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“This was the best day in my life” – she said.
“She” is a gentle Norwegian lady that shyly joined a bunch of noisy Portuguese in Quinta da Badula to watch wine harvesting.
Watching is good, using your hands and feet is better, and she did.
The real work started at 7 AM, but the amateurs dropped in small groups, saluting and picking a place in one of the four lines enthusiastically descending the vineries. A scissor, a hat, and the struggle begins. Here, the bunches are hanging, separated, waiting for an easy cut, there, a “world” of grapes cover everything and you need to browse to find where to cut. Gently, carefully, trying not to loose a grape, or to smash it out of time and location.
The sun goes up, you begin to sweat, someone passes living a drink or sandwich in your hands, but… the grapes are there, and more… and more… we have to go on.
Crates… we need crates! Dozens of filled crates line the vines at our back waiting the truck that will load them, but we cannot stop, nor even to the mandatory complaints about the economy or soccer results, needing no help from the hands that keep cutting and cutting and filling one more… and another.
Before you have the perception that time has elapsed, someone decides that is enough, time to clean, and eat.
In a shady place the popular Portuguese food (the best in the world!) is being prepared, to work as the pretext to the festive afternoon, when eating, drinking, talking, singing and dancing mix in a genuine and spontaneous party, with precious wine generously running to any empty or half-full glass.
Some will stay, slowing down a bit, but those who can, move the party to the cellar, where one or two filled winepresses wait for the brave. Some of them, wearing shorts, step inside and grape-treading starts without any interruption of the party, that goes on, in and around the winepresses.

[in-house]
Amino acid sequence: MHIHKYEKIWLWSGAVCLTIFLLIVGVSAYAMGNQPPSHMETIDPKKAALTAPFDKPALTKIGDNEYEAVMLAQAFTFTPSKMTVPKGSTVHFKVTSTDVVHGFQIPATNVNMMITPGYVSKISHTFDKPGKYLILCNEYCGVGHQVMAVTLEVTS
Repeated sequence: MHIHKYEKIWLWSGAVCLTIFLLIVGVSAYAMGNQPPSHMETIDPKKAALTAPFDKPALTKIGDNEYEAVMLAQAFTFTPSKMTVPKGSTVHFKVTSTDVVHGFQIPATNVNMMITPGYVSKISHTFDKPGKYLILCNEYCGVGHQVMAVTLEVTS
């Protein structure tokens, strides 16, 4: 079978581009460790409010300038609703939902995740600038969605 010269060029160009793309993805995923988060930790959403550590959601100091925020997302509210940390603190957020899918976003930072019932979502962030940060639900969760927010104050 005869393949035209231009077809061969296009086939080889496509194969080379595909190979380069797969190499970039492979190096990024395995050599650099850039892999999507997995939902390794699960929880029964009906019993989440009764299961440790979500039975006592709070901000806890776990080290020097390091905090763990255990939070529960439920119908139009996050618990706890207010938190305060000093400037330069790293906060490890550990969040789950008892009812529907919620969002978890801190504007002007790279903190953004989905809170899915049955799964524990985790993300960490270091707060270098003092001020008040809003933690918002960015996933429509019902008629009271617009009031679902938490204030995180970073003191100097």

“That was the best day in my life” – she said, when the husband and other were helping her to step outside, the dark must exuding down the legs immediately washed.
“Yes, madam, it was great, but you must eat something more before leaving. See you next year!”
Do you want to join us next year? Well, be in touch... maybe I can do something
Written Oct 3, 2012
The most interesting building in Arrouquelas is this church, that, though being built in the beginning of the 20th century has a sun clock dated from 1869, and some tiles from the 17th century.
Updated Sep 2, 2011
I had no contact with the local cultural and recreational association, but enjoyed their pavilion - the bell is quite unusual out of churches' bell towers.
Updated Sep 2, 2011
Favorite thing: Fifteen years ago, when I was about to build my new home, I saw "somewhere" a beautiful house that I photographed to give the architect a general idea of what I wanted him to do.
Yesterday I saw it again - still beautiful, but strongly needing a general painting (even more than mine...). It is located in Arrouquelas, and it still is one of the most beautiful houses in the village.
Updated Jun 19, 2012
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